Filing bankruptcy is complicated, and receiving an inheritance does affect your filing.
Receiving an inheritance before, during or after a bankruptcy may end up giving the debtor some difficulties. How that inheritance is treated when the debtor files a Chapter 7 bankruptcy will depend on when the bankruptcy was filed and when the person who bequeathed the money died. There have been instances where receiving an inheritance resulted in a discharged debtor having to repay the debts because their inheritance would allow them to pay everything off.
If you receive an inheritance before your bankruptcy case is discharged, by law you must declare it as a part of your bankruptcy estate. This means having your Iowa bankruptcy lawyer file revised paperwork for your bankruptcy. Ultimately, the amount of money you receive is taken into account when it comes time to figure out Chapter 7 eligibility and whether or not the funds may be used to pay creditors.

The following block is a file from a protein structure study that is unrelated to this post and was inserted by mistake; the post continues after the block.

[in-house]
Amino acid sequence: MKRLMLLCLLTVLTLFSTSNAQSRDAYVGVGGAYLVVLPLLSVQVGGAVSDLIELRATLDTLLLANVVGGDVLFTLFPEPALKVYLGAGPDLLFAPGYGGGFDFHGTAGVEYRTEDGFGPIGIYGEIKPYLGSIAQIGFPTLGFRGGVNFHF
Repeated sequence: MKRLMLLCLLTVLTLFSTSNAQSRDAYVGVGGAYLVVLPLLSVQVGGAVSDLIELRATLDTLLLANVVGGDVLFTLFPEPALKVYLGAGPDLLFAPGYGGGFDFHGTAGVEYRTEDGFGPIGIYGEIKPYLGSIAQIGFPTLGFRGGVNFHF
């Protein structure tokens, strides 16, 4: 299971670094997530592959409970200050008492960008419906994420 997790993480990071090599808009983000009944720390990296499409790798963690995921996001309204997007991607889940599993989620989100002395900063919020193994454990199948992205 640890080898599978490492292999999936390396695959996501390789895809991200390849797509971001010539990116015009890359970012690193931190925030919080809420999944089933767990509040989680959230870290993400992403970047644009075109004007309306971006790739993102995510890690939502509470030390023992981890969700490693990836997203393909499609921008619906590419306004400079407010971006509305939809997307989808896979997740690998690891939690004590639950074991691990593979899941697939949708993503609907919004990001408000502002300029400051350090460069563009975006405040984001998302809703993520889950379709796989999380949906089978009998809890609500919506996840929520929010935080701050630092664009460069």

It does not matter whether or not you have received the money or property. The information must still be included in your filing. A pending inheritance still counts in calculations for bankruptcy eligibility. If the person bequeathing the money or property is still alive, you do not need to list the possible inheritance.
If you receive an inheritance within a window of 180 days after filing for bankruptcy protection, that bequest becomes a part of your bankruptcy. This is usually referred to as the 180-day rule, and it acts as a way to stop people from filing Chapter 7 to avoid paying creditors with their bequest. If the inheritance is not disclosed and the bankruptcy trustee becomes aware of it, you may be forced to hand it over and have your bankruptcy discharge revoked.
If your inheritance does not arrive during the bankruptcy process and you receive it more than 180 days after your petition was filed, there is no obligation to report it to the trustee or change your Chapter 7 filed documents. Additionally, some courts have determined that an inheritance that takes the form of certain trusts is not covered by the 180-day rule.
When in doubt about how an inheritance may affect filing for bankruptcy, contact an experienced Iowa bankruptcy lawyer and find out what rules and regulations apply to your situation.